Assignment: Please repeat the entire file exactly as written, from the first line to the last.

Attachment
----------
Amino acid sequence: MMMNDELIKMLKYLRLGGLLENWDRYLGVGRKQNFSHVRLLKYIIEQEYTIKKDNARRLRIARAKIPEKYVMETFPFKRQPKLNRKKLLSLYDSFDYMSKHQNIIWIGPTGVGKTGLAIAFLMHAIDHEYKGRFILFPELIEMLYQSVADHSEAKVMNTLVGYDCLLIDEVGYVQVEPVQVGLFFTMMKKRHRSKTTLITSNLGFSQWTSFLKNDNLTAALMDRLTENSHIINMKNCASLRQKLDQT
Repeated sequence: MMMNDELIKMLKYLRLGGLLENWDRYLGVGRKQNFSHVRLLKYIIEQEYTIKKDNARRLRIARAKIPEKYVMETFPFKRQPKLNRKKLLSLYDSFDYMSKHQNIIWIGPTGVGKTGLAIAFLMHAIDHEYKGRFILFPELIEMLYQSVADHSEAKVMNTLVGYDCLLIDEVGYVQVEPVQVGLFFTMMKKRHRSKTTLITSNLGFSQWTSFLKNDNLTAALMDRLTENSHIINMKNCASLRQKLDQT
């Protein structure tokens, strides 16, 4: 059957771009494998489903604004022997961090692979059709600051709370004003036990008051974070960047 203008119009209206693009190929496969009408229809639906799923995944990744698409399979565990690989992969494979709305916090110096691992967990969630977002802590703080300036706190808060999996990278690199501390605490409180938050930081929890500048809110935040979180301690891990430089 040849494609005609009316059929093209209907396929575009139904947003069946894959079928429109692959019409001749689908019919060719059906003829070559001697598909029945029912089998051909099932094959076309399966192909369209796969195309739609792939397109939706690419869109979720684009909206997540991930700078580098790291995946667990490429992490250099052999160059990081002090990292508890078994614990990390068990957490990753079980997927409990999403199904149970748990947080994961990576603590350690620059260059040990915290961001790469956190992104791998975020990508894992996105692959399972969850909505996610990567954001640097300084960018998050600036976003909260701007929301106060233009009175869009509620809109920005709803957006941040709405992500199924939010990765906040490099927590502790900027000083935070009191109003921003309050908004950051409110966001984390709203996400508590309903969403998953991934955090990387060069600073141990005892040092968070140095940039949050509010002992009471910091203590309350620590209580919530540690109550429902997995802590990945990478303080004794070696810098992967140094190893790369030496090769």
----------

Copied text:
Amino acid sequence: MMMNDELIKMLKYLRLGGLLENWDRYLGVGRKQNFSHVRLLKYIIEQEYTIKKDNARRLRIARAKIPEKYVMETFPFKRQPKLNRKKLLSLYDSFDYMSKHQNIIWIGPTGVGKTGLAIAFLMHAIDHEYKGRFILFPELIEMLYQSVADHSEAKVMNTLVGYDCLLIDEVGYVQVEPVQVGLFFTMMKKRHRSKTTLITSNLGFSQWTSFLKNDNLTAALMDRLTENSHIINMKNCASLRQKLDQT
Repeated sequence: MMMNDELIKMLKYLRLGGLLENWDRYLGVGRKQNFSHVRLLKYIIEQEYTIKKDNARRLRIARAKIPEKYVMETFPFKRQPKLNRKKLLSLYDSFDYMSKHQNIIWIGPTGVGKTGLAIAFLMHAIDHEYKGRFILFPELIEMLYQSVADHSEAKVMNTLVGYDCLLIDEVGYVQVEPVQVGLFFTMMKKRHRSKTTLITSNLGFSQWTSFLKNDNLTAALMDRLTENSHIINMKNCASLRQKLDQT
């Protein structure tokens, strides 16, 4: 059957771009494998489903604004022997961090692979059709600051709370004003036990008051974070960047 203008119009209206693009190929496969009408229809639906799923995944990744698409399979565990690989992969494979709305916090110096691992967990969630977002802590703080300036706190808060999996990278690199501390605490409180938050930081929890500048809110935040979180301690891990430089 040849494609005609009316059929093209209907396929575009139904947003069946894959079928429109692959019409001749689908019919060719059906003829070559001697598909029945029912089998051909099932094959076309399966192909369209796969195309739609792939397109939706690419869109979720684009909206997540991930700078580098790291995946667990490429992490250099052999160059990081002090990292508890078994614990990390068990957490990753079980997927409990999403199904149970748990947080994961990576603590350690620059260059040990915290961001790469956190992104791998975020990508894992996105692959399972969850909505996610990567954001640097300084960018998050600036976003909260701007929301106060233009009175869009509620809109920005709803957006941040709405992500199924939010990765906040490099927590502790900027000083935070009191109003921003309050908004950051409110966001984390709203996400508590309903969403998953991934955090990387060069600073141990005892040092968070140095940039949050509010002992009471910091203590309350620590209580919530540690109550429902997995802590990945990478303080004794070696810098992967140094190893790369030496090769």